The Association of Various Social Capital Indicators and Physical Activity Participation Among Turkish Adolescents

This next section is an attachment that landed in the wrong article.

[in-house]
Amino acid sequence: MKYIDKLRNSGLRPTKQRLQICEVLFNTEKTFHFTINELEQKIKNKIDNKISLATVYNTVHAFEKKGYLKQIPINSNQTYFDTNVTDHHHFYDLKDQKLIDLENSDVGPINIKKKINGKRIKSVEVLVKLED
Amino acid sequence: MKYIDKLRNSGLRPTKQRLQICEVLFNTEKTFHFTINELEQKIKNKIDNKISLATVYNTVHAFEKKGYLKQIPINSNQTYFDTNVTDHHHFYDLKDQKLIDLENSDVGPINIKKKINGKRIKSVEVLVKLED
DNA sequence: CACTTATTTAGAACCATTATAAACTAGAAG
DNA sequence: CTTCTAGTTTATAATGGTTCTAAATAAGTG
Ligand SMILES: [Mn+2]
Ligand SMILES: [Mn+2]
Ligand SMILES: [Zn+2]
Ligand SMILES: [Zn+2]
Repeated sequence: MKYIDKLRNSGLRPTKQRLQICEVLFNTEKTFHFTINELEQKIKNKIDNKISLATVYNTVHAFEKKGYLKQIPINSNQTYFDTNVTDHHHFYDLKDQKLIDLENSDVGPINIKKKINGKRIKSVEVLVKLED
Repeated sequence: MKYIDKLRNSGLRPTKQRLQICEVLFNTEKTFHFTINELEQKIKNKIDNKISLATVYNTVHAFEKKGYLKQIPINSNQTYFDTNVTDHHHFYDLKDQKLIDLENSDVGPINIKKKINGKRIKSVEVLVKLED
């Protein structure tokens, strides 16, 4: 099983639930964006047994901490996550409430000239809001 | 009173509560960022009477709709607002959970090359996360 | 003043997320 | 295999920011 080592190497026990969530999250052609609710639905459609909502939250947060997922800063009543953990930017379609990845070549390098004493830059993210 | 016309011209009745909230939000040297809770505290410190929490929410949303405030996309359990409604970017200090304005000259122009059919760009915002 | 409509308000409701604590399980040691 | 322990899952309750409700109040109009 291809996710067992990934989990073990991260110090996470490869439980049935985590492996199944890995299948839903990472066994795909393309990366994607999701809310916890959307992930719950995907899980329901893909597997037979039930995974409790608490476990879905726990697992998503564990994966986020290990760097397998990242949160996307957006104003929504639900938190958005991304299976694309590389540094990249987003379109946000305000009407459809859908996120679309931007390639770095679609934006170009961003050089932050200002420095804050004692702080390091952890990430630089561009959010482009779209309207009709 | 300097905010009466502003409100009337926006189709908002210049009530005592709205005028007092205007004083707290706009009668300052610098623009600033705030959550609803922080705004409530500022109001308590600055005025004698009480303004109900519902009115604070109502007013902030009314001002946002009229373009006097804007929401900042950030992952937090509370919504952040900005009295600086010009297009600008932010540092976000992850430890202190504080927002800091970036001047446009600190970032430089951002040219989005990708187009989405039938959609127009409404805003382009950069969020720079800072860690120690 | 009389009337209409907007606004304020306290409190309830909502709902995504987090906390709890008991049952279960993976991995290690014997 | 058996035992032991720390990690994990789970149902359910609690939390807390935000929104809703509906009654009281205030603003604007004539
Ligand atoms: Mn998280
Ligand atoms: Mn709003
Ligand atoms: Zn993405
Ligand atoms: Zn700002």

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Background Physical activity participation (PAP) has been proven to improve health and promote optimal growth among adolescents. However, most adolescents do not meet the current physical activity (PA) recommendations in Turkey. The role of the social environment and social factors on PAP is being increasingly recognized. Although social capital (SC) indicators have been examined in high-income countries, there are few studies on developing countries. The aim of this study was to examine the relationship between SC indicators and PAP among Turkish adolescents. Methods A survey was conducted among 19 high schools in 4 different cities in Turkey in 2016. A total of 506 female and 729 male high school students participated in this study. The dependent variable was overall PAP, which was measured using the short form of the International Physical Activity Questionnaire. The independent variables included self-perceived family, neighborhood, and school SC. Self-rated health and obesity status, measured by body mass index, were other study covariates in multiple binary logistic regression models. Chi-square tests were used to assess the differences between genders. Results PAP levels were significantly different between males and females. A higher percentage of males reported PAP (77.4%) compared to females (51.0%). Among males, teacher–student interpersonal trust and informal social control were inversely associated with PAP, while high students interpersonal trust was positively associated with increased odds of PAP. For females, students interpersonal trust was inversely associated with PAP. Conclusion Various SC indicators are associated with PAP for males and females. These associations are different from findings of studies conducted in developed countries. Therefore, health-promotion interventions and policies should consider gender and different social agents on the social and cultural background to improve PAP among Turkish adolescents.